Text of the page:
Are Self-Published Sequels Difficult to Get People's Attention? - Page 4


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Thread: Are Self-Published Sequels Difficult to Get People's Attention?

  1. #31
    Quote Originally Posted by Biro View Post
    Was it very expensive Ma'am or if you went down the royalty route were the payments too much?
    No, it wasn't that expensive though I don't recall the exact amount now, in the neighborhood of a couple hundred dollars. I just paid it directly because I didn't want to bother with someone else getting a share of each sale indefinitely.

    You have a wide choice of voice actors. I just picked someone kinda new and low cost but you can also pay much more for someone with a lot of high level credits at it.
    Last edited by Ma'am; May 19th, 2020 at 05:48 AM.











  2. #32
    Quote Originally Posted by RWK View Post
    Getting picked up by a publisher. Then it costs you nothing, and you get an advance & royalties.
    Well, I don't think that's what the OP was asking about but it's certainly another option that someone could try for.
    Last edited by Ma'am; May 19th, 2020 at 06:04 AM.











  3. #33
    Quote Originally Posted by Biro View Post
    On this point. There may be lots of very good books out on Amazon which never get many sales because of the way people have to trawl through the millions to find their reads.

    Apparently some people say the place is just full of dross. Full of badly produced and bad books. So getting book sales is more down to marketing than writing as a good book can have excellent reviews but still not get the attention of the readers because it doesn't pop up in a readers face as a 'marketed' book does.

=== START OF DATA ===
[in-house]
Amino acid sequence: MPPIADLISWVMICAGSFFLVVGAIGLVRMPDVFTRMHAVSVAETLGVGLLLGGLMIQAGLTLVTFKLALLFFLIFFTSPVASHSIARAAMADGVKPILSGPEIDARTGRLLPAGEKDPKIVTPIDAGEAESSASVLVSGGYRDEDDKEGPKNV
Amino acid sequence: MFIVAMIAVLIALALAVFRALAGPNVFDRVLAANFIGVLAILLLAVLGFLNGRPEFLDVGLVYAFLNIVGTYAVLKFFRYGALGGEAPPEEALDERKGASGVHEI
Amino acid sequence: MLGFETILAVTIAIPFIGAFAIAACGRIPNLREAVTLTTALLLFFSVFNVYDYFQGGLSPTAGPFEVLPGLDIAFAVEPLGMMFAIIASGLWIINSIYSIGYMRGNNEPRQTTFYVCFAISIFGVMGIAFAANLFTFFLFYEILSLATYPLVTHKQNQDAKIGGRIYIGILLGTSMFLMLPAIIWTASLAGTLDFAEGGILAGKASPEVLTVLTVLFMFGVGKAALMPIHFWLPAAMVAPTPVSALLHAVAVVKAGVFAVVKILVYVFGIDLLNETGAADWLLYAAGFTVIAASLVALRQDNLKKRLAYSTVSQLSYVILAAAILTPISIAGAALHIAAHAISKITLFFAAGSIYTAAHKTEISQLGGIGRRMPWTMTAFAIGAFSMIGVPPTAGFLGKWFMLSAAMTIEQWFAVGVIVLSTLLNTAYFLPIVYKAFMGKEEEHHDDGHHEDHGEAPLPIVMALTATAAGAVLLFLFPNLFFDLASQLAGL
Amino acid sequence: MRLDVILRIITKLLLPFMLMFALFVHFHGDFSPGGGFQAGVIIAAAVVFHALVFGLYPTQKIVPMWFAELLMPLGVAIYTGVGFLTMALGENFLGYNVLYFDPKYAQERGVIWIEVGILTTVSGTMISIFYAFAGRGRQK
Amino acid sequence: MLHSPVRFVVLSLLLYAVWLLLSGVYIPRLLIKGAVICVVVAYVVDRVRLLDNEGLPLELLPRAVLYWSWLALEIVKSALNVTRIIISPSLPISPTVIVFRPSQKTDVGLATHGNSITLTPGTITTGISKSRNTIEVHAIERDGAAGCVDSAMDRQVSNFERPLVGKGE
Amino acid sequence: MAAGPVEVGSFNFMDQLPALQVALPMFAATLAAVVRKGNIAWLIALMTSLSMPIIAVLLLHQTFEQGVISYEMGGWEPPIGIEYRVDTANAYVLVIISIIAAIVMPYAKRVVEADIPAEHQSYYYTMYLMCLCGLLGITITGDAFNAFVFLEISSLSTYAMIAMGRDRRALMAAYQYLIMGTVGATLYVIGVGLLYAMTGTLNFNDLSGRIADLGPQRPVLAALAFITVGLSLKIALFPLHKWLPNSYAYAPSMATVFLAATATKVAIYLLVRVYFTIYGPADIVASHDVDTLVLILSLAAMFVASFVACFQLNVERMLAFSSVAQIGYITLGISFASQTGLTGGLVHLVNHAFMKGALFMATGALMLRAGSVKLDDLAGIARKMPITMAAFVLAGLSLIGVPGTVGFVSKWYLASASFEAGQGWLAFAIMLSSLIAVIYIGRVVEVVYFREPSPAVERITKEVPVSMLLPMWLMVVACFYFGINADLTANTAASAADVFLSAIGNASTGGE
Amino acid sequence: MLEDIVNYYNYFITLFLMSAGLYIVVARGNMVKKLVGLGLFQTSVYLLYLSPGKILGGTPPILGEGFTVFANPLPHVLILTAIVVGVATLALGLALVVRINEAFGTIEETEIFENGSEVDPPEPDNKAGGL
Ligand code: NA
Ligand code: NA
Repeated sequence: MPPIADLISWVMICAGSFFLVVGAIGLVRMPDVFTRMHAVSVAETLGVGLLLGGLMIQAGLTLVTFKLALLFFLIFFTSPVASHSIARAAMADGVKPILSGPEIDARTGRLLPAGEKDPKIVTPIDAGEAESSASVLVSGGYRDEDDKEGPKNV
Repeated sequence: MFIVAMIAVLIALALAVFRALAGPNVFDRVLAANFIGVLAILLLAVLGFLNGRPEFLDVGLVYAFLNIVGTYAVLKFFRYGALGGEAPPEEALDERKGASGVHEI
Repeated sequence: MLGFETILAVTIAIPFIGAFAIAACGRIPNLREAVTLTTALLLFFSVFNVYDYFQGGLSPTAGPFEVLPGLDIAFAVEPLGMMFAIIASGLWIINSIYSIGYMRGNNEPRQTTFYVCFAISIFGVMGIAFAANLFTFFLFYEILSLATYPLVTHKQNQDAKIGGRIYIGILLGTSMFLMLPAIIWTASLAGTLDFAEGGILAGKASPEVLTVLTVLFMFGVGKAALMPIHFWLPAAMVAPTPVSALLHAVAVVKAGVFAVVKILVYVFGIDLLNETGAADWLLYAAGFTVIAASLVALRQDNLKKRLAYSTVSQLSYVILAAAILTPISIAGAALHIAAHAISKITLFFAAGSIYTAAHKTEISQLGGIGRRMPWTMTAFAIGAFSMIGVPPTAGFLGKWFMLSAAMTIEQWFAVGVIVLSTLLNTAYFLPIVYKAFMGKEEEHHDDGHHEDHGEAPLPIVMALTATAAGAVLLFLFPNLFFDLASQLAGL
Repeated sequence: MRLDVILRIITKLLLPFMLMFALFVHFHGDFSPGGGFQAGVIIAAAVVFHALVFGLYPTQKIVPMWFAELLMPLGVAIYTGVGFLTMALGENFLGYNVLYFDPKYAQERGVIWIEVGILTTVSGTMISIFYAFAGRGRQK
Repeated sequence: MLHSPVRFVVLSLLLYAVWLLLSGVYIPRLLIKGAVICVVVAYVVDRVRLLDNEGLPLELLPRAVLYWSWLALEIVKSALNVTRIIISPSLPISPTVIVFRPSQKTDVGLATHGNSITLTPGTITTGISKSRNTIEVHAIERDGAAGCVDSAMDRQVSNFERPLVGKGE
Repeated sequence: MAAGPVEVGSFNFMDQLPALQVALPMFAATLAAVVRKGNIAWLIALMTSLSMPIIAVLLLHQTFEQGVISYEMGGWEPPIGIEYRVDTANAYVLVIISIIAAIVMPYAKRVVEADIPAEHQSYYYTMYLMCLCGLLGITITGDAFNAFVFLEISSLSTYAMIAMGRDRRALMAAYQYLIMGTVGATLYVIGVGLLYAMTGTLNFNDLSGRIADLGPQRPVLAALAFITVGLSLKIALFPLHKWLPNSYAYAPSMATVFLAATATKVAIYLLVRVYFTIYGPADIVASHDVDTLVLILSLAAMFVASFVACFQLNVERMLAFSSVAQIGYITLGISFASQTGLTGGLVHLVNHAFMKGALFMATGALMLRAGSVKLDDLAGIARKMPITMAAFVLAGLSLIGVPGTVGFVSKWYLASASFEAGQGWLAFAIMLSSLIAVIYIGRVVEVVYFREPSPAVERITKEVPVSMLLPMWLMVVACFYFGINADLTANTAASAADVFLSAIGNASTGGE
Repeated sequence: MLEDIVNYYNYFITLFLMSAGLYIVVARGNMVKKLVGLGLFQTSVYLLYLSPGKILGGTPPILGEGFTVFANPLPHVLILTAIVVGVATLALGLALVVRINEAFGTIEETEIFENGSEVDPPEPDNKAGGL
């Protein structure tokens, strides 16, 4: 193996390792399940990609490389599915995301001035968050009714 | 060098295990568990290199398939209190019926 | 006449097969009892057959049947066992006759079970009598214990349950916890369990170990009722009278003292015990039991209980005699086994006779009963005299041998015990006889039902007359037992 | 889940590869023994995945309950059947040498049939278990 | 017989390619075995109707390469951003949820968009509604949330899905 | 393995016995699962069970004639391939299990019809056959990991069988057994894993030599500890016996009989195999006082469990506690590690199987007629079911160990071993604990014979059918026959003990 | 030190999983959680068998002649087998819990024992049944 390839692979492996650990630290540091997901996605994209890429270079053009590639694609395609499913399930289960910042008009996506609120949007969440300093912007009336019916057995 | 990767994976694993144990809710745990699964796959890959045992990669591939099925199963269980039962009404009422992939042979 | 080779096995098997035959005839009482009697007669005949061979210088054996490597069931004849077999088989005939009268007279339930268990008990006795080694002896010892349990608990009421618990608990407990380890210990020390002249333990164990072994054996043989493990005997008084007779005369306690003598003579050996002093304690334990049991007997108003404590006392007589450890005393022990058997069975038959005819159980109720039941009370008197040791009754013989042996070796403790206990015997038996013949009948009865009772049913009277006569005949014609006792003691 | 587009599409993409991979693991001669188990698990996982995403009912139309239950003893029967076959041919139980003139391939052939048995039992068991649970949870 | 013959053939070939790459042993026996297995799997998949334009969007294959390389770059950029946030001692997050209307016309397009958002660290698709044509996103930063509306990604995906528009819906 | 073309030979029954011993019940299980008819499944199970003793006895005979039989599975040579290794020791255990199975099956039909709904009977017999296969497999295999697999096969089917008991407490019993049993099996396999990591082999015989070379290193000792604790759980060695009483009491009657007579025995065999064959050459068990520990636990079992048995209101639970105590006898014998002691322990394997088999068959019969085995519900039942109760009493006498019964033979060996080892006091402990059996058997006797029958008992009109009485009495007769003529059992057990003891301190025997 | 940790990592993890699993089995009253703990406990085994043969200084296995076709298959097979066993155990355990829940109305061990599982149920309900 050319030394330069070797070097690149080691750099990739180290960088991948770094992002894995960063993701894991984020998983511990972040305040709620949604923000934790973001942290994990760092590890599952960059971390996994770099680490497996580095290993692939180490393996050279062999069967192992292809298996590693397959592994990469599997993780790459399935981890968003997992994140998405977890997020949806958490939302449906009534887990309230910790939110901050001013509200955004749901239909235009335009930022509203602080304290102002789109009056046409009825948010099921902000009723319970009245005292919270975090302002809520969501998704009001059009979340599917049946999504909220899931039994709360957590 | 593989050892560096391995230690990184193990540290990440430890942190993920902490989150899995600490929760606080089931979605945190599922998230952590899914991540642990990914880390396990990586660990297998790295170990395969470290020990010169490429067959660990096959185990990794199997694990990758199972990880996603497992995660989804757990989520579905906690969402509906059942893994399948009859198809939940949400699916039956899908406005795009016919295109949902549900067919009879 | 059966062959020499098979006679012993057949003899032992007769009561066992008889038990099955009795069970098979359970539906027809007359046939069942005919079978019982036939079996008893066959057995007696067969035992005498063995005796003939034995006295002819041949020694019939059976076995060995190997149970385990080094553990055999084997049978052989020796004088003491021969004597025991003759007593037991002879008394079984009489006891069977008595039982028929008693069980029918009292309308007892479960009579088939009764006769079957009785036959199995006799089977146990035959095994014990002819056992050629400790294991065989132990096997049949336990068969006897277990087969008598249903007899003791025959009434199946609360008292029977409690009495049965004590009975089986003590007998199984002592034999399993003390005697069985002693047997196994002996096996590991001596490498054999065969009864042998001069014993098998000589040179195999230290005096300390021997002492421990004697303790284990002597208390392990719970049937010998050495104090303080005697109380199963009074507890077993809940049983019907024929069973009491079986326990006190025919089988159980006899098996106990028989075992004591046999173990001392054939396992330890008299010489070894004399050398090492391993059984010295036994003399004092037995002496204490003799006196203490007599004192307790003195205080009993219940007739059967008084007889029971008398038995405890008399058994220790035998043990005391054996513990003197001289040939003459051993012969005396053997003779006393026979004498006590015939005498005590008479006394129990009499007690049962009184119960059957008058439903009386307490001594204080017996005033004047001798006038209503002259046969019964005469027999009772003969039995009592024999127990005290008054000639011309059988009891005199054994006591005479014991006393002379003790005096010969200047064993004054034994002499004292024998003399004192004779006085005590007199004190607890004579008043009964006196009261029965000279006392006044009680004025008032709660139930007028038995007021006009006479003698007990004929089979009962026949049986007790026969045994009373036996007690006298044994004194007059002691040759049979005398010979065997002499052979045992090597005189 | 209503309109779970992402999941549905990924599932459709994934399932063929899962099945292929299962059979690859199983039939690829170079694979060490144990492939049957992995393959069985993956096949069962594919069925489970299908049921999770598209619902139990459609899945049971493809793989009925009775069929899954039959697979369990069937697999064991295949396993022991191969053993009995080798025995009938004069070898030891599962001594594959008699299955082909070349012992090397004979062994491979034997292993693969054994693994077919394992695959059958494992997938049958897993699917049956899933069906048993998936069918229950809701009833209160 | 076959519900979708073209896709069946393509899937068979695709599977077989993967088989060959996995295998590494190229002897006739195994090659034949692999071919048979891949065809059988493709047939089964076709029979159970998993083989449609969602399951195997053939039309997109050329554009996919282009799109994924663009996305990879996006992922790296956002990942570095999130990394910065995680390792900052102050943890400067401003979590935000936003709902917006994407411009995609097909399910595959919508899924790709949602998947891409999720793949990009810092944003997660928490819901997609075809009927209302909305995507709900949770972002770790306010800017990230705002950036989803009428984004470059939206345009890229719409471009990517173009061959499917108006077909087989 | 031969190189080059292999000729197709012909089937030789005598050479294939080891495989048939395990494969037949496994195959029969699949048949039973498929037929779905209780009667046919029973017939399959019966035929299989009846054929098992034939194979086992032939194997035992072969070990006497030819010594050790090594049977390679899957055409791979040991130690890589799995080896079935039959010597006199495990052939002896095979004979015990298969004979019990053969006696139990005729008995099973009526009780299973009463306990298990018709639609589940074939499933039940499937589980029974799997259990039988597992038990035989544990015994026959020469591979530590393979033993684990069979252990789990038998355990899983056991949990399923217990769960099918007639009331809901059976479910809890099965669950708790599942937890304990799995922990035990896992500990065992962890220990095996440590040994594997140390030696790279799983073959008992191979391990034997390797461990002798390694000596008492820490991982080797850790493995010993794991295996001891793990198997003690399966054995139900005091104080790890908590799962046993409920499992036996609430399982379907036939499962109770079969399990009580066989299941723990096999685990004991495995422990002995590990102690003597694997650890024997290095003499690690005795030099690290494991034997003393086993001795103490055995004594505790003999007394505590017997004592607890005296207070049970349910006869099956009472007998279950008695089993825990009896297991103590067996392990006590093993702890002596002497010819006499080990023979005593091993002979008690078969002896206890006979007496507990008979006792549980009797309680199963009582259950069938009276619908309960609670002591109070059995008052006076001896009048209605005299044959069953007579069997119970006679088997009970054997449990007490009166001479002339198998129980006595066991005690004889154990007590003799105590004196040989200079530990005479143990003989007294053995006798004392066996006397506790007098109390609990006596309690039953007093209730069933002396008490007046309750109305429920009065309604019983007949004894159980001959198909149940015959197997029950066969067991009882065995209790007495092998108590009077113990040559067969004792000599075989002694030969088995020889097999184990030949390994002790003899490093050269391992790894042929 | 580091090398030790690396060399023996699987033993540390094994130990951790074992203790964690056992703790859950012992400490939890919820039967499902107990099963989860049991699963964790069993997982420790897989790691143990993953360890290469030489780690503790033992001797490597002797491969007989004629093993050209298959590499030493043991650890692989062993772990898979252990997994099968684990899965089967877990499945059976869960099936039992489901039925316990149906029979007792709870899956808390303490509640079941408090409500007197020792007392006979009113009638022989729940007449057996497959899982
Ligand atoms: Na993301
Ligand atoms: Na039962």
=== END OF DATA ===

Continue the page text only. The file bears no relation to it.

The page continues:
Perhaps the same will or has already happened to audio books?

    I think the same is happening with audio books, yes, because just as with the self-published print and e-books, there's no gatekeeper.











  4. #34
    Quote Originally Posted by Biro View Post
    On this point. There may be lots of very good books out on Amazon which never get many sales because of the way people have to trawl through the millions to find their reads.

    Apparently some people say the place is just full of dross. Full of badly produced and bad books. So getting book sales is more down to marketing than writing as a good book can have excellent reviews but still not get the attention of the readers because it doesn't pop up in a readers face as a 'marketed' book does.

    Perhaps the same will or has already happened to audio books?
    There's a lot of books on Amazon, true, but a lot of people sell a lot of books without formal marketing, myself included. You won't make a living at it (at least, I don't, but I'm retired) but Amazon is still a plentiful venue if you're in the right genre. With the sample option and KU, people can try before they buy. And no, it isn't full of dross.

    Audio is a different venue because while you can put out an e-book or PoD book for free, audio requires expenditure. The better a product you want, the more it will cost. If you want an experienced narrator with a suitable voice using professional recording equipment, you're going to pay. The same goes if you are going to hire a trained editor, cover artist, or doing marketing.